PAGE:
Our main workflow these days is to use Maya/Vray on our commercials. This project, however, came at a period of time where it would be more beneficial to us (for internal scheduling reasons) to dust off our old Max/Vray pipeline again and do another commercial with it.
This time around we had a very small team. There was only 3 of us doing any 3d work. We were able to get a model to start from of the phone from the client. I took the model and reworked some areas of it and cleaned it up so that we would get proper meshsmoothing on it. I also did the same for the laptop model. Another artist modeled the camcorder from scratch while our supervisor modeled the GPS unit using the phone as a base model to start from. After all of the modeling was done, all of the models were given to me to create materials for. Since the phone was supposed to appear to be transforming into all of these other objects, everything basically needed to have the same materials applied to them. After we got the materials all set up, the three of us began animating. Since we were a very small team we had to handle all the animation ourselves which was a little daunting at first. I handled two of the transformation shots and ended up taking over and finishing a third one. While this was going on I also set up the light rig that we ended up using for all the shots. The rig was entirely set up using an HDR panorama that was shot on location durring the shoot. I plugged that HDR into a Vray dome light and used Light Cache and Brute force for GI.
Animating was probably the biggest challenge on this project. Although once you got your head wrapped around it, it really wasn't that difficult to do. We first focused on the big moves. We didn't care if it was physically possible for something to move a certain way or if it was floating out in space. We just focused on making some interesting movements with the bigger and more noticable pieces. After that we went back in and starting the real work which was to connect up all the big pieces so they weren't just floating around and give them connectors and gizmos that would support their motion. Finally, we did a pass on the animation where we added parts inside the objects to make them appear to have circuit boards and components that would actually be inside these objects and we used those to help hide any bits behind as the transformation happened. So a piece of the phone may slide behind a circuit board while another piece of the camcorder swung out from behind something else. You do this enough times with enough pieces and eventually you have a transforming phone.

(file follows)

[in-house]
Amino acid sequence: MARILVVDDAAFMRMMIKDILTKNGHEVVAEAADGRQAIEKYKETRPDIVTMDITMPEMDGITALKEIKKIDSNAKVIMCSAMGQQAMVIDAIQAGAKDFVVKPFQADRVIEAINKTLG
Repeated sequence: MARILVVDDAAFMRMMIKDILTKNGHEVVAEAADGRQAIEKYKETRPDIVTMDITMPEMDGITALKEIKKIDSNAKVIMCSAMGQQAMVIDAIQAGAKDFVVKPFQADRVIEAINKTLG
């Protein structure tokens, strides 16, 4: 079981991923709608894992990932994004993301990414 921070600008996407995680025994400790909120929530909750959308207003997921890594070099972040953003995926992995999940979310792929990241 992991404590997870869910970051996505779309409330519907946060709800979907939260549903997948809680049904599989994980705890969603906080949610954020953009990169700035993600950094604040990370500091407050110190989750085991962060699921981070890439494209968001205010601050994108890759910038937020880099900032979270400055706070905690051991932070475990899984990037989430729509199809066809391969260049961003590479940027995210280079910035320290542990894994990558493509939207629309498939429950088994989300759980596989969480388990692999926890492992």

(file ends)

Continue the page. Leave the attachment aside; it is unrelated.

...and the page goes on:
The next challenge we had to overcome was that the actor was holding the real phone in his had in all of our plates. So when we did our animations on top of it you could see the real phone in his hand underneath our CG. We already had an artist do some camera and geometry tracking for us so we had a rough hand model that we were using for shadow catching. I took that model as well as a still image we had of the actors empty hand that they shot on set and mapped the hand photo onto our 3d geometry. I had to do a lot of pulling and pushing of the UV's to get them to line up ok since the angle of our camera and the hand photo were fairly different. I rendered out an empty hand pass that the compositor used to help paint out the original phone from the plate. He would just use little bits and pieces from my render as needed to fill in some gaps. We ended up do this for several shots.
Rendering was simple. These weren't complex scenes really so they rendered pretty fast. I think we were around 1 hour a frame for the worst case close up shots. Everything else was between 10 and 30 minutes. It was a lot of fun to work on this project. Not only did it turn out looking pretty cool, but I got to push myself a bit with the animation, and nobody had to work any long hours.